Bishop J. Mark Spalding returned to Nashville Dec. 10 from his “ad limina” visit to Rome and brings back a personal message from Pope Francis to the people of the Diocese of Nashville.
“He gave us a very simple message,” Bishop Spalding said. “He said, ‘Go back and tell your people that God loves them, Jesus loves them, the Spirit is working with them and in them. Through the intersession of the Blessed Mother, all things can work out in God’s will.’”
Bishop Spalding and other bishops from five Southeastern states made their “ad limina” visit to Rome Dec. 1-7 to report on the status of their dioceses to Pope Francis and officials from the various Vatican offices.
According to canon law, the bishop of every diocese is required every five years to make a trip – “ad limina apostolorum” – “to the threshold of the apostles” Peter and Paul. During the visit, they are required to pray at the tombs of St. Peter and St. Paul and typically celebrate Mass at all the major basilicas in Rome.
The other purpose of the “ad limina” visit for the bishops is to report to the pope and Vatican officials on the status of the diocese entrusted to them.
One of Bishop Spalding’s takeaways from his first “ad limina” visit was a feeling of connectedness between himself, his fellow bishops, and Pope Francis. “There was an ecclesial and pastoral side to the visit that connected the Holy Father to me and me to the Holy Father. It connected me to his ministry for the universal Church.”
Bishop Spalding said that while the U.S. media sometimes presents U.S. bishops and the pope as divided, “my experience in that room was a very fraternal discussion. …There was a feeling of communion between the pope and us.”
Not only was Pope Francis speaking to the bishops as the leader of the Church, Bishop Spalding said, but also “from the heart” as “a brother bishop and a fellow disciple of Jesus Christ.”
Bishop Spalding’s experience in Rome, spending time with his fellow bishops from Region V, which includes bishops from 18 dioceses in the states of Alabama, Kentucky, Louisiana, Mississippi and Tennessee, was a good one, said Bishop Spalding.
“I’m still quite a young bishop. I’m still learning, and being with them for this experience was a key part of that learning,” he said. “They looked out for me as a big brother would.”
Bishop Spalding, along with fellow bishops from Region V as well as Region IV, all met with Pope Francis on Dec. 3 for nearly three hours of relaxed dialogue on a wide variety of issues. As a newer bishop, Bishop Spalding said he was “much more in listening mode” than some of the longer-serving bishops who directly addressed the pope with questions.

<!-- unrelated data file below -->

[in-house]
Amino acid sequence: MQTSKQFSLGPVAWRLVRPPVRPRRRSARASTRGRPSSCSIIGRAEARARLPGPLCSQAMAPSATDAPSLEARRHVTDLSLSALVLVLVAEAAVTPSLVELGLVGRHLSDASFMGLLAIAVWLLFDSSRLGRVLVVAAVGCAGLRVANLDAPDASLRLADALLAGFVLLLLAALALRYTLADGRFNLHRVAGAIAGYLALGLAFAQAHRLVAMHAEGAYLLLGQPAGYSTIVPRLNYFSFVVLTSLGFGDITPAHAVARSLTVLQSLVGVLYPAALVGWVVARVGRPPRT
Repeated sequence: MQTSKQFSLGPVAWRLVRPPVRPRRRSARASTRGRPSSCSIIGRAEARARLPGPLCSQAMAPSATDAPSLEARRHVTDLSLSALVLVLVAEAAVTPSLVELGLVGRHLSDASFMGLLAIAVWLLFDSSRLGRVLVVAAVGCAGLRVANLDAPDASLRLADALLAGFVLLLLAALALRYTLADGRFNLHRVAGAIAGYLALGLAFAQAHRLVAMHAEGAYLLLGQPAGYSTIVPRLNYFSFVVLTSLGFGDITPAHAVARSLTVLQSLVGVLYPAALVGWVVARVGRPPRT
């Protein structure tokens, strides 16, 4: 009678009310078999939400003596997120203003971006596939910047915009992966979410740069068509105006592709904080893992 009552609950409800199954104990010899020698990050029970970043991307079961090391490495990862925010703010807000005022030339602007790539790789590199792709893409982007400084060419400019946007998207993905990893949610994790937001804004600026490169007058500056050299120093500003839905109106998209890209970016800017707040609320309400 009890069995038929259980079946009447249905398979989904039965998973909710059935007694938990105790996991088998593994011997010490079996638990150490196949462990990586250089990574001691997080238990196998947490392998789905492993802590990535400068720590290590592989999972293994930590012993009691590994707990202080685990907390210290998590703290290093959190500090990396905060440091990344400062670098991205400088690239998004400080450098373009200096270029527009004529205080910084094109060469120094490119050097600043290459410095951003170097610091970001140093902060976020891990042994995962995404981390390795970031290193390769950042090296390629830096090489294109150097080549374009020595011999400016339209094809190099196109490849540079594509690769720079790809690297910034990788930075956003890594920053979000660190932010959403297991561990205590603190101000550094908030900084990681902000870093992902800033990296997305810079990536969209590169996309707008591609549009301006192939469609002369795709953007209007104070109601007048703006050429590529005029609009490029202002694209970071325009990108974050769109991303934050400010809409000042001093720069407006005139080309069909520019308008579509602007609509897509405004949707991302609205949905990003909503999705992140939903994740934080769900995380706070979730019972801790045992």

While talking with Pope Francis about everything from the clergy sex abuse crisis to ministering to immigrants, Pope Francis “emphasized the themes of missionary discipleship, new evangelization, and compassionate outreach, to the poor, the migrants, those hurt or wounded in any way,” Bishop Spalding said.
He encouraged bishops to tap the gifts of lay leaders as they move their dioceses forward. “He encouraged us to have women and a diversity of people in the room when we make decisions and plan for the future,” Bishop Spalding said.
When Bishop Spalding and his fellow bishops visited various Vatican offices, or “dicasteries,” to talk about the “ad limina” reports they had submitted ahead of their visits, “it was clear they had read the reports and knew our blessings and our challenges as a Church in the South,” he said.
Most discussions were in general terms, but Bishop Spalding was surprised when, at the Dicastery of Bishops meeting, they spoke specifically about Nashville as a diocese that was experiencing growth overall, and growth in diverse populations. He explained that “a strong economy and strong demographic upswing” contributed to that, and the diocese was responding. “We’re blessed by the efforts of our priests and other ministers in our parishes and in our vocations,” he added.
All the Region V bishops from the Southeast talked about experiencing growing numbers of Hispanic Catholics and how they were working to minister to them. “We’re very clear that at a minimum our seminarians are expected to be able to say Mass in Spanish,” Bishop Spalding said, and some will learn to celebrate other sacraments and be conversant in Spanish as well.
One of the positive aspects that bishops from the Southeastern region spoke about on their “ad limina” visits is that, “In the South there seems to be an appreciation of faith and religion in the culture itself still, which differs from other areas in the United States,” Bishop Spalding said. And that can help foster the faith of global Catholic immigrants in their new home.
Overall, Bishop Spalding’s first “ad limina” visit was “a good experience, a learning experience, and a supportive experience for me as a bishop.”